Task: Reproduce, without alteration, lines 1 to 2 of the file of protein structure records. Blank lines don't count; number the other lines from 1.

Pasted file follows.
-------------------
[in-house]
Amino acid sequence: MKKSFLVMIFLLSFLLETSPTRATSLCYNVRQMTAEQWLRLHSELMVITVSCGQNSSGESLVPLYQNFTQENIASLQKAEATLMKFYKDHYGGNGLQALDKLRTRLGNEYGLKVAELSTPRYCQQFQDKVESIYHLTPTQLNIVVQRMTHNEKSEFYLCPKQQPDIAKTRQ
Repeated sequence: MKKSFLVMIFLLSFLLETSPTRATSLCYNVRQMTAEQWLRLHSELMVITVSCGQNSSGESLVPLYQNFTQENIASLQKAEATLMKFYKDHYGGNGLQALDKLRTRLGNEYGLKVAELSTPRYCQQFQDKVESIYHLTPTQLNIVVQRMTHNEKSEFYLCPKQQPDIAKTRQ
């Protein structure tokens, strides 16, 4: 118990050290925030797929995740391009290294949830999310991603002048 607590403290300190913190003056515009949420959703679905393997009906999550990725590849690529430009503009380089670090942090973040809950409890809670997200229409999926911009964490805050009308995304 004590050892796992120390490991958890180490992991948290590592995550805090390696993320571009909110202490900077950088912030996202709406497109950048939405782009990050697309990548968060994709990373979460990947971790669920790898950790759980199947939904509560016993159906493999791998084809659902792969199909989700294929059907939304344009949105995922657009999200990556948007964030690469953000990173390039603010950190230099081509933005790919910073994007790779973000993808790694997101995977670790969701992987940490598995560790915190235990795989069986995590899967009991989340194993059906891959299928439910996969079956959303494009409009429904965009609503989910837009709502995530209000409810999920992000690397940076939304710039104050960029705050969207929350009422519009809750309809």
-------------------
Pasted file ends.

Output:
[in-house]
Amino acid sequence: MKKSFLVMIFLLSFLLETSPTRATSLCYNVRQMTAEQWLRLHSELMVITVSCGQNSSGESLVPLYQNFTQENIASLQKAEATLMKFYKDHYGGNGLQALDKLRTRLGNEYGLKVAELSTPRYCQQFQDKVESIYHLTPTQLNIVVQRMTHNEKSEFYLCPKQQPDIAKTRQ